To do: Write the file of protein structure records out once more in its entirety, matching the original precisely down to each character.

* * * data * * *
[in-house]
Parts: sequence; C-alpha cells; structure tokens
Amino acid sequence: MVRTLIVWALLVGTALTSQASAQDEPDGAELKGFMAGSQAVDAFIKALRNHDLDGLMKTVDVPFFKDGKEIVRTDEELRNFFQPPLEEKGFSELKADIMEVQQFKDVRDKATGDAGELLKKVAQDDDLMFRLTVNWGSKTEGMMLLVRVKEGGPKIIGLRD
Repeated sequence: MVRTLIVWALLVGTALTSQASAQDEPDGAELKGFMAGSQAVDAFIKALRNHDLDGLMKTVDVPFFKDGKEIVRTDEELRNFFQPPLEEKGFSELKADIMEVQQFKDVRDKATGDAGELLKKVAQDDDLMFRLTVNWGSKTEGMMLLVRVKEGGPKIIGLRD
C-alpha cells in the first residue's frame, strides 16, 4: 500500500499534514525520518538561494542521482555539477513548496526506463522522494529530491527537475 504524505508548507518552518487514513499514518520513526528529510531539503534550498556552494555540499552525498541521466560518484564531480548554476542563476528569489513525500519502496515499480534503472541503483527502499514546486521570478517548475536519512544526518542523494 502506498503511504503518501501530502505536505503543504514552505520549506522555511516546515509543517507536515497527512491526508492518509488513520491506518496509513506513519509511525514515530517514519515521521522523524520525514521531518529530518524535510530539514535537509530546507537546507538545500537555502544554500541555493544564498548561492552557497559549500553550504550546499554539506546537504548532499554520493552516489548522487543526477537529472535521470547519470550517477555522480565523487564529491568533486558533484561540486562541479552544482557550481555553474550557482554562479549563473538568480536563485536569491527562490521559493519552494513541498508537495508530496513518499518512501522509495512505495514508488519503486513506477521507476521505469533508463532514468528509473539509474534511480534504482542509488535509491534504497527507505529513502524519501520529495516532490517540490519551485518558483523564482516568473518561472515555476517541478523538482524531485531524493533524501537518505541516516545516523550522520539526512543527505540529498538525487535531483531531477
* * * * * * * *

[in-house]
Parts: sequence; C-alpha cells; structure tokens
Amino acid sequence: MVRTLIVWALLVGTALTSQASAQDEPDGAELKGFMAGSQAVDAFIKALRNHDLDGLMKTVDVPFFKDGKEIVRTDEELRNFFQPPLEEKGFSELKADIMEVQQFKDVRDKATGDAGELLKKVAQDDDLMFRLTVNWGSKTEGMMLLVRVKEGGPKIIGLRD
Repeated sequence: MVRTLIVWALLVGTALTSQASAQDEPDGAELKGFMAGSQAVDAFIKALRNHDLDGLMKTVDVPFFKDGKEIVRTDEELRNFFQPPLEEKGFSELKADIMEVQQFKDVRDKATGDAGELLKKVAQDDDLMFRLTVNWGSKTEGMMLLVRVKEGGPKIIGLRD
C-alpha cells in the first residue's frame, strides 16, 4: 500500500499534514525520518538561494542521482555539477513548496526506463522522494529530491527537475 504524505508548507518552518487514513499514518520513526528529510531539503534550498556552494555540499552525498541521466560518484564531480548554476542563476528569489513525500519502496515499480534503472541503483527502499514546486521570478517548475536519512544526518542523494 502506498503511504503518501501530502505536505503543504514552505520549506522555511516546515509543517507536515497527512491526508492518509488513520491506518496509513506513519509511525514515530517514519515521521522523524520525514521531518529530518524535510530539514535537509530546507537546507538545500537555502544554500541555493544564498548561492552557497559549500553550504550546499554539506546537504548532499554520493552516489548522487543526477537529472535521470547519470550517477555522480565523487564529491568533486558533484561540486562541479552544482557550481555553474550557482554562479549563473538568480536563485536569491527562490521559493519552494513541498508537495508530496513518499518512501522509495512505495514508488519503486513506477521507476521505469533508463532514468528509473539509474534511480534504482542509488535509491534504497527507505529513502524519501520529495516532490517540490519551485518558483523564482516568473518561472515555476517541478523538482524531485531524493533524501537518505541516516545516523550522520539526512543527505540529498538525487535531483531531477